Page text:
White House: Trump to make first trip to U.K. in July

Last July, thousands took to the streets across the U.K., chanting "shame on May" following reports that an official visit by Trump was in the making.
by Vivian Salama /  / Updated 
Image: Donald Trump and Theresa May
President Donald J. Trump greets British Prime Minister Theresa May as she arrives at the White House in Washington on Jan. 27, 2017. Prime Minister May is the first foreign head of state to meet with President Trump at the White House.Shawn Thew / EPA

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WASHINGTON — President Donald Trump will travel to the United Kingdom in July for his first official visit since taking office, following months of speculation that both sides were avoiding a visit over concerns that he would be met with mass protests.

White House Press Secretary Sarah Huckabee Sanders announced the trip to a briefing room full of children in honor of "take your child to work day."

The working visit with British Prime Minister Theresa May is scheduled for July 13, Sanders said.

Downing Street confirmed the visit shortly after in a statement: "He will hold bilateral talks with the Prime Minister during his visit. Further details will be set out in due course."

Last July, thousands took to the streets from Manchester to Cardiff, and even outside Downing Street in London, chanting "shame on May" following reports that an official visit by Trump was in the making. Over one million people also signed a petition boycotting a visit by the American president.

May was the first foreign leader to visit Trump at the White House just weeks after his inauguration.

Trump, an outspoken supporter of Britain's exit from the European Union, has not warmed to May the way he has to President Emmanuel Macron of France, who visited the White House this week for the first official state visit under the Trump administration.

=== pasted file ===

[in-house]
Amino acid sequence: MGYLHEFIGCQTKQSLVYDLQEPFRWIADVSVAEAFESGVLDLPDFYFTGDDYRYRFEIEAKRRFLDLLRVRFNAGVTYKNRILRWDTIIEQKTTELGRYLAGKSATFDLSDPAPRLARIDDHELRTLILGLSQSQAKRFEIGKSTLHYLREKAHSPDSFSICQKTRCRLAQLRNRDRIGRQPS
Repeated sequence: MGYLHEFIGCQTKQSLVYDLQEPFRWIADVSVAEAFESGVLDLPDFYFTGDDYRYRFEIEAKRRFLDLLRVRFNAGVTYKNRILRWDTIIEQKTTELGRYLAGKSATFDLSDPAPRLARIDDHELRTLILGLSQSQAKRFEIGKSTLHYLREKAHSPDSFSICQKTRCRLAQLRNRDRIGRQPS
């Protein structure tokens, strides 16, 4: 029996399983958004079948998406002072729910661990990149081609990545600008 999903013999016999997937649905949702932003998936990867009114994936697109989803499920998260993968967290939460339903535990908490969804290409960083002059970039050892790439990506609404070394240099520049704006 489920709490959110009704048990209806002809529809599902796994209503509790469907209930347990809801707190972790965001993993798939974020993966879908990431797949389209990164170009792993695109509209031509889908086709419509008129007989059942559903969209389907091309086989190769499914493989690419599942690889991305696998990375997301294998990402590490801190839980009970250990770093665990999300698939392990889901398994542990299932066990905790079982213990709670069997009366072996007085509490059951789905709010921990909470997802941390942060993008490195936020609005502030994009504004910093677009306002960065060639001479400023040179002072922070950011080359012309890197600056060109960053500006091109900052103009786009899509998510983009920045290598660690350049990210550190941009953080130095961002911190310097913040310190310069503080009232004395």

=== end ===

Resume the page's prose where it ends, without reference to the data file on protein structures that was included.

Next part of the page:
May has expressed her concerns over destabilizing actions by the Russian government and has urged Trump to take a tougher stance on Moscow. She is a staunch opponent of Trump's rebuke of the Iran nuclear deal and her government was stunned by Trump's proposed steel and aluminum tariffs and has since been pressing for a permanent exemption.

Trump has also engaged in a war of words with London Mayor Sadiq Khan, who in May 2016 became the first Muslim to be elected mayor of a major Western capital. After his election, Khan tweeted criticism of then-candidate Trump’s rhetoric, saying his "ignorant view of Islam could make both our countries less safe. It risks alienating mainstream Muslims."

Trump later challenged Khan to an IQ test during an interview on ITV and has since accused the mayor of lax counterterrorism and immigration policies. Trump's attacks on Khan prompted May to call out his accusations as "wrong."

But officials say the relationship has improved in recent months as the longtime allies find areas for cooperation amid shifting policies.

Last month, the Trump administration joined European Union nations, Canada and Ukraine, expelling 60 Russian diplomats and closing the consulate in Seattle, in response to Russia's alleged use of a nerve agent to poison a former Russian spy living in the United Kingdom.

The White House described the move as being one "in solidarity with its closest ally, the United Kingdom."

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